Have you ever noticed that some people avoid using question marks in their emails? They’ll say: “Can you call me to discuss.” Or: “When should we meet for dinner.”
I think they’re trying to signal power, but these linguistic bids for dominance never fill me with respect. They just get my back up.
Some people do just the opposite. Not only do they use question marks but they come right out and admit uncertainty: “I could be wrong, of course. What do you think?” They use exclamation points! “Great to see you today!” They even sign off with “xo” and smiley emoticons.
This latter group seems to fall into two categories. Some appear insecure or ineffectual. But others are true standouts? - ?the kind of people who inspire love and trust and who lead with an unbeatable mix of empathy and competence.
I first noticed these dynamics when I worked on Wall Street, where the peremptory style of e-mail seems especially prevalent. But was I imagining things?
Apparently not. It turns out that superstar organizational psychologist Adam Grant, the youngest tenured professor at Wharton and author of The New York Times bestseller Give and Take, has been researching this question for years. And he has a groundbreaking new prescription for how to relate: the power of powerless communication.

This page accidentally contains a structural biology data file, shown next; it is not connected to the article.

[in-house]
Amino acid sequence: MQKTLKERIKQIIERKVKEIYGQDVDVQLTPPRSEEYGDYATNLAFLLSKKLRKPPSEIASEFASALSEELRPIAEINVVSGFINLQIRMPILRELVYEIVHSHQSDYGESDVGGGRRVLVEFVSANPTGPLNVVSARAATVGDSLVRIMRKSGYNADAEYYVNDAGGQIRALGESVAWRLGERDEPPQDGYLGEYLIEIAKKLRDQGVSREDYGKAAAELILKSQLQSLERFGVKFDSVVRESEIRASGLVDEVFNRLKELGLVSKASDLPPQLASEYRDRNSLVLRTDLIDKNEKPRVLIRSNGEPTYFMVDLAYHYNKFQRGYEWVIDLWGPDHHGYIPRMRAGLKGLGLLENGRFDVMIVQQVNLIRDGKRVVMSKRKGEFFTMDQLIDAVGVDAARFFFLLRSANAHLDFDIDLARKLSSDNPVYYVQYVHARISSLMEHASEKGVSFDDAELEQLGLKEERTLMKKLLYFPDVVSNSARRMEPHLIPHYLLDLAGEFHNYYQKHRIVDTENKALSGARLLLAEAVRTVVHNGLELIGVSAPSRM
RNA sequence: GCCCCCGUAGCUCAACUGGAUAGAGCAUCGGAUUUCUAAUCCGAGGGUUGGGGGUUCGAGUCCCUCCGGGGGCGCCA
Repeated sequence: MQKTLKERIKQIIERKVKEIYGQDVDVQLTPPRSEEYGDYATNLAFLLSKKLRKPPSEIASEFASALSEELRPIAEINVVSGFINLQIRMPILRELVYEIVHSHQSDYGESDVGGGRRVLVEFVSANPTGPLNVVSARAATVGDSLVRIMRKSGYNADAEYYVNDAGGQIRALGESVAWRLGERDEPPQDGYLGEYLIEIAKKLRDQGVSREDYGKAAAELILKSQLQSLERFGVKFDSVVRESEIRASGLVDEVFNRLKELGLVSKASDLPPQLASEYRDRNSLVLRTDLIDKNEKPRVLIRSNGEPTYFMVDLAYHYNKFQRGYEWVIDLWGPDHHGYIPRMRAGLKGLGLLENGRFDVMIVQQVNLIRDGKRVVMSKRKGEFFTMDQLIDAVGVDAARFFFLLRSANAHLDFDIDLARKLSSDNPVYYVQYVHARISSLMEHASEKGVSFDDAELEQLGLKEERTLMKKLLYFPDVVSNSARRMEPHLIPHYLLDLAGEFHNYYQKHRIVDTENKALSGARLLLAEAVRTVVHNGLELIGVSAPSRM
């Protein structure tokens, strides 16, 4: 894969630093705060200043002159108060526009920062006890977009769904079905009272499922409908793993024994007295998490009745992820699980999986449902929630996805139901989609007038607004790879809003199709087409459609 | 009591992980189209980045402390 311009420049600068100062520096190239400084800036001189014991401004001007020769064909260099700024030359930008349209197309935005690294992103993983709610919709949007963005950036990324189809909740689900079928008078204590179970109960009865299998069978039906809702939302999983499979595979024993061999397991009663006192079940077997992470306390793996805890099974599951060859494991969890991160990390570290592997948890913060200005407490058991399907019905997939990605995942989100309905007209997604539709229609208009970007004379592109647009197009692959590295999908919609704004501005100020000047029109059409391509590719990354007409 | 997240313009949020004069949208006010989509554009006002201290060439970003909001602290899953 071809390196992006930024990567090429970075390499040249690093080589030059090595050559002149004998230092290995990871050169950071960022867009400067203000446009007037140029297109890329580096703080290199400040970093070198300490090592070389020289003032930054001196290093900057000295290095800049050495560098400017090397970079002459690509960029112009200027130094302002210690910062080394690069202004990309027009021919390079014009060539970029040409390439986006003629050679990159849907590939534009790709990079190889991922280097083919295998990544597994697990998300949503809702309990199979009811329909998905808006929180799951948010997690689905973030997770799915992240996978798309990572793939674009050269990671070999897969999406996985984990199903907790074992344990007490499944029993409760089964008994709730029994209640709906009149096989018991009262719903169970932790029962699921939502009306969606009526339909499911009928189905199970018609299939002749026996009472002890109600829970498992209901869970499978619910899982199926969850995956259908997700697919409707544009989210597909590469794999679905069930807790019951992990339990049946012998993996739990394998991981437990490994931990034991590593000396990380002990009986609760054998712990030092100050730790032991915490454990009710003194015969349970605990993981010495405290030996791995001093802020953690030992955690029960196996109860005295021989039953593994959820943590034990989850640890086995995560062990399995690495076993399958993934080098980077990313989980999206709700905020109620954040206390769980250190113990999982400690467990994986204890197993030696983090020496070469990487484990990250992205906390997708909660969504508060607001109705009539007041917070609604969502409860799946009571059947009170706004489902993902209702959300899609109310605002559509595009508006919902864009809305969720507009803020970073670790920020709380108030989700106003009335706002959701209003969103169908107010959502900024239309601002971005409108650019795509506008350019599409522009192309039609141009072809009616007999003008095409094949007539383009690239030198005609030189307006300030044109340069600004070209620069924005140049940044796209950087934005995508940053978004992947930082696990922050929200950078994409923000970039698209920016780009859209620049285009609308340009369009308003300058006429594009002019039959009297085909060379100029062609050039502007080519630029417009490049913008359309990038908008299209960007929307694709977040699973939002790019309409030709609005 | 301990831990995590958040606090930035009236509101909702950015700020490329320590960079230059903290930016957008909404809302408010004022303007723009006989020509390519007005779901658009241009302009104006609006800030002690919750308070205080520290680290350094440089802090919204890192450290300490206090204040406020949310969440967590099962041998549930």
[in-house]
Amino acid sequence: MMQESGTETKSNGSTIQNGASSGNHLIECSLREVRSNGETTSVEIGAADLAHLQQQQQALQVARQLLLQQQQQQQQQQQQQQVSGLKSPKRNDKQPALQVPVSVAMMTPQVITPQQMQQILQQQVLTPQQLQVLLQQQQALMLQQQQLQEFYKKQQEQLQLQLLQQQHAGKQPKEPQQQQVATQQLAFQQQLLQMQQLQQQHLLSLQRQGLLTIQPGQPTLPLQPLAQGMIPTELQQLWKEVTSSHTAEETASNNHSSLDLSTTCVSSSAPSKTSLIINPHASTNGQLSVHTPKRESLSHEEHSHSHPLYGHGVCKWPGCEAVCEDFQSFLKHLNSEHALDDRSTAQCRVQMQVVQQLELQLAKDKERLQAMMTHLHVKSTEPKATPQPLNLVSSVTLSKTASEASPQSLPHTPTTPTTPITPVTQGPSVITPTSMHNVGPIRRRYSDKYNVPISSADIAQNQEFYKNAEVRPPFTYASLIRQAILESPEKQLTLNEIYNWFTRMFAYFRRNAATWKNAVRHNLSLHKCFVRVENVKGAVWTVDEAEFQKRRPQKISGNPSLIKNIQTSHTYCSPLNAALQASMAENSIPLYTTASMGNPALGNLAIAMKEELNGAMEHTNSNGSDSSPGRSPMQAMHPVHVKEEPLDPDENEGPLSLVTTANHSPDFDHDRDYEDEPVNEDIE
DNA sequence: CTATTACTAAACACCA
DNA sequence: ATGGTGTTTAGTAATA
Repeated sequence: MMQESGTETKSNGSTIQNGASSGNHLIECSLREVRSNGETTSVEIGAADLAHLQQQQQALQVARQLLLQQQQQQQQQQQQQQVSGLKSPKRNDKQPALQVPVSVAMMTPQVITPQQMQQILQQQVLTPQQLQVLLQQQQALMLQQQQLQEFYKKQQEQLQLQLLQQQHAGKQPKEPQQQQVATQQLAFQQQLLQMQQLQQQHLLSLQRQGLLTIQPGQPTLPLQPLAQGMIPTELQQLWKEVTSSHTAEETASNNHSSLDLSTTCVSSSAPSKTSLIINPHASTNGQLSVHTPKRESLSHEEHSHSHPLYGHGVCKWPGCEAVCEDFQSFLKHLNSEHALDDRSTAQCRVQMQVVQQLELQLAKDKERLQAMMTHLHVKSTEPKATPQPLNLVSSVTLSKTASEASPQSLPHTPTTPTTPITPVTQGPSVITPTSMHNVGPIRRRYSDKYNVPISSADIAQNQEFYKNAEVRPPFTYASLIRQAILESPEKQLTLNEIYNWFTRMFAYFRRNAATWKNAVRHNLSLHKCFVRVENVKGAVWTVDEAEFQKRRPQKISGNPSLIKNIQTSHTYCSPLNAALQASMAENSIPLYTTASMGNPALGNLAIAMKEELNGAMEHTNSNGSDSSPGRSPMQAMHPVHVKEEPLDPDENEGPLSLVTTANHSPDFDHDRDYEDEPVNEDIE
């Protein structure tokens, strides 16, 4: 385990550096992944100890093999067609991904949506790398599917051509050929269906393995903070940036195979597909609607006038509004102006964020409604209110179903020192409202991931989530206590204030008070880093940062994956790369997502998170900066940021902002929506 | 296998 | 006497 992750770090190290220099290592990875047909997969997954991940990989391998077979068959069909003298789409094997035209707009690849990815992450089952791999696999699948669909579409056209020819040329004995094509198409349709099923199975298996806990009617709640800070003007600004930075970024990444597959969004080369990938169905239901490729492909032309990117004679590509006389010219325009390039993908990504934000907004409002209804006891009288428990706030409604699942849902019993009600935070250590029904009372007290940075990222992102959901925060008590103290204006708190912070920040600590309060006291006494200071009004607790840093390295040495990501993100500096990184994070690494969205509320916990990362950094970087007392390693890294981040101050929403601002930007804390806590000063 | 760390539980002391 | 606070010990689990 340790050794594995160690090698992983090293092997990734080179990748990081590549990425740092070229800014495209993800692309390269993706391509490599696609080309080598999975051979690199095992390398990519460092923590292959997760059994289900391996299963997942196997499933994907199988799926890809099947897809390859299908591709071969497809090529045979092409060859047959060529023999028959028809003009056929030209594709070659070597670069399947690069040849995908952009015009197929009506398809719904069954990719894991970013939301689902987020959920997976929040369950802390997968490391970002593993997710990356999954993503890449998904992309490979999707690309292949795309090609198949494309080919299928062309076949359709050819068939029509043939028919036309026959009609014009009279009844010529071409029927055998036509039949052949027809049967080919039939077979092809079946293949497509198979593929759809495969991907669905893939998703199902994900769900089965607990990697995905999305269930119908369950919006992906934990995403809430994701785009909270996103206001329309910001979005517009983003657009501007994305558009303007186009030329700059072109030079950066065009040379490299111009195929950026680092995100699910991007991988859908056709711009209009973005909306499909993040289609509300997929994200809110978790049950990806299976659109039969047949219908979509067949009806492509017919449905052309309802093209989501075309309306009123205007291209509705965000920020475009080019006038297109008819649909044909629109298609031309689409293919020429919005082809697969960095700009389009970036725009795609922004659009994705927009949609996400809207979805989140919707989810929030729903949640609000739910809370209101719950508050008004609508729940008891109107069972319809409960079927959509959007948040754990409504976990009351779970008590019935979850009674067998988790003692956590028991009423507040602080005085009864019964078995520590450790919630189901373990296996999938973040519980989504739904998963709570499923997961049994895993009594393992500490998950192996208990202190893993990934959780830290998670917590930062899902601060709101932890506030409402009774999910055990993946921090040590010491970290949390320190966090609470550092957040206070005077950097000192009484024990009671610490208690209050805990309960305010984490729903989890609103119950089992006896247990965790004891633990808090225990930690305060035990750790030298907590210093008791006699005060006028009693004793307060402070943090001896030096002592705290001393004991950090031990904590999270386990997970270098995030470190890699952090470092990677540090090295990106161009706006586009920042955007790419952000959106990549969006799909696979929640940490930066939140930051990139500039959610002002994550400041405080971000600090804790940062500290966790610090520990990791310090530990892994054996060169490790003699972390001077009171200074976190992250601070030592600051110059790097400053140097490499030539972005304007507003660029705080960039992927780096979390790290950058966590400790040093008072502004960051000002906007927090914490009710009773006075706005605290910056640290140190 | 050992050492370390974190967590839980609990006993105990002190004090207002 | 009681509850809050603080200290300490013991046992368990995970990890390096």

Watch Adam's TED talk on this subject below. Post continues after video.
Grant says that people who pose questions instead of answers, admit their shortcomings, and use tentative instead of assertive speech are some of the world’s most powerful communicators. People who use “powerless” communication styles fall into two categories? - some are doormats. But just as many are superstars.
It boils down to this insight: When people think you’re trying to influence them, they put their guard up. But when they feel you’re trying to help them, to muse your way to the right answer, or to be honest about your own imperfections, they open up to you. They hear what you have to say.